Our reconstruction is as accurate as it is possible to be. Working from detailed
CAD models which were drawn up by Dr Paul Blomerus, who referred to all
the available information and checked measurements when inspecting in the field.
We created a version of the Erechtheion that adheres strictly to the CAD model,
then continued adding decoration and fine detail on all the architectural features.
Above: 2014 reconstrucion showing the revised architecture of the Pandroseion on the right. Our previous model
featured a preliminary proposiion which you can see in the 3D gallery below.
Our approach in reconstructing the Erechtheion.
Each detail of the Erechtheion 3D reconstruction has been checked by Alexandra Lesk before inclusion.
Although the modelling is not yet complete - particular details may yet change when new research
is implemented on our reconstruction thus providing a more accurate representation from antiqiuty.
There is some artistic licence in selecting the colours, the shape and size of the sacred olive tree, use
and placement of stone or marble altars and other features.
Below: working 3D reconstruction models of the Erechtheion
Where there is no hard evidence of certain features the team have thought carefully about the position
and environment of the buildings, the everyday uses as well as the major yearly events such as the
Panathenaia, and the people who would most likely have been there every day.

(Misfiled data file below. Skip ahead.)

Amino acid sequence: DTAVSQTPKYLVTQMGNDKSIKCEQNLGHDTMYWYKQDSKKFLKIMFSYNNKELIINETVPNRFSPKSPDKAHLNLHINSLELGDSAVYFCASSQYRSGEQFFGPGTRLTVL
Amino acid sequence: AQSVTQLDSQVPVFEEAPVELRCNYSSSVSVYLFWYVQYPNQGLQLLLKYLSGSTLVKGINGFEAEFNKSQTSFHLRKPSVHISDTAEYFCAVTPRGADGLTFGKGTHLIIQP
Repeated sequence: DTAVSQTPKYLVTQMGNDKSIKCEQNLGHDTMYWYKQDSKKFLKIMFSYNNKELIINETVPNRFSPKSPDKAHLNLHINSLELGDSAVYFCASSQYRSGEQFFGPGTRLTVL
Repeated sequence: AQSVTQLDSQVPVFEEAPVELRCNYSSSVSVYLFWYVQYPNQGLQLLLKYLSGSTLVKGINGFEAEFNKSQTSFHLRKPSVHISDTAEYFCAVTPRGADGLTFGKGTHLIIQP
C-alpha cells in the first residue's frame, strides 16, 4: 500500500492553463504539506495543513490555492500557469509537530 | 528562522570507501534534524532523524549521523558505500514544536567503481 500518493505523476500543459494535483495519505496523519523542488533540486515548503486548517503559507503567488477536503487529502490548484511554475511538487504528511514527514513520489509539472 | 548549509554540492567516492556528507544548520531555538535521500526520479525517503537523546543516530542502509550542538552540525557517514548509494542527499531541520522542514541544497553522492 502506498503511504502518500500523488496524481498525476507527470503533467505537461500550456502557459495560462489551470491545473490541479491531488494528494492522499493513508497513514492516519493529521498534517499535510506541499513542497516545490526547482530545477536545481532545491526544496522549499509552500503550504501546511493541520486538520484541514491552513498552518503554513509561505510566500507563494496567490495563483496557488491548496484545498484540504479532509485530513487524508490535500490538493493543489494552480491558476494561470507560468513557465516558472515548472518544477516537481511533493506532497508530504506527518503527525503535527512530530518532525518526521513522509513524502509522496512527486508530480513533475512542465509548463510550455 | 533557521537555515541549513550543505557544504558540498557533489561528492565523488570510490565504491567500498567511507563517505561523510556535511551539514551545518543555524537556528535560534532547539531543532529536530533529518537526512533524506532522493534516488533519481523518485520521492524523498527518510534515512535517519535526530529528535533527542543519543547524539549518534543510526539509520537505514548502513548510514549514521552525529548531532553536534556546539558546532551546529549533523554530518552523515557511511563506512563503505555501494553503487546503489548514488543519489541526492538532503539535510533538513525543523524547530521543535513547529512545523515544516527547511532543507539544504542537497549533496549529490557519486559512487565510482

Based on comparisons from many other Greek archaeological sites and buildings, images, paintings
and written accounts, we have included pots and pithoi, plants and water features where they may
have been placed and used. We make no apology for any inclusions that may be contentious – but
would be most interested in all views as to what may or may not be correct, and the reasons why.
The adjoining architectural structure to the Erechtheion was known as the Pandroseion. A number
of conjectural reconstructions have been proposed for this and we have looked at three possible
solutions. From a simple 'L' shape to the more substantial Ionic and the Doric style.
Kourtzellis Ioannis used our first 3D reconstruction from 2009 to evaluate the
disadvantages of 3D computer graphics for the reconstruction of historical Hellenistic architecture
in his published article:-
A critical approach to Digital Three-Dimensional Representation of Monuments, an
excerpt is shown below:-
" The contribution of computers to archaeology and particularly to the study and visualisation
of archaeological data for the confirmation of theories and the presentation of excavation
material to the scientific community and the broader public has a history of almost twenty
years, during which digital representations of exceptional accuracy have been achieved. "